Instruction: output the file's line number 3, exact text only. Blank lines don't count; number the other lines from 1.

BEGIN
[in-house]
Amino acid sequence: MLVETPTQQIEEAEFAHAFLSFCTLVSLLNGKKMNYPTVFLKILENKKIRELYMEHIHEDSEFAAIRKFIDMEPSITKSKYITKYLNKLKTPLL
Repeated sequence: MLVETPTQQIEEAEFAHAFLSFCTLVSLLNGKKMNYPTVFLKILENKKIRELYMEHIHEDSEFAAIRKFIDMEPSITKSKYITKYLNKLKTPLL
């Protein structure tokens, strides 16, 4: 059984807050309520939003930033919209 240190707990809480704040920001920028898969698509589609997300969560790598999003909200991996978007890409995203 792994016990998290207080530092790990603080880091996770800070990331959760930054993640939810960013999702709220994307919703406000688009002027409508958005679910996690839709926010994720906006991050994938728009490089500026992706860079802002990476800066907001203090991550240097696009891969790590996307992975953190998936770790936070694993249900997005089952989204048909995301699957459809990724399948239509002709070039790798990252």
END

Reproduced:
Repeated sequence: MLVETPTQQIEEAEFAHAFLSFCTLVSLLNGKKMNYPTVFLKILENKKIRELYMEHIHEDSEFAAIRKFIDMEPSITKSKYITKYLNKLKTPLL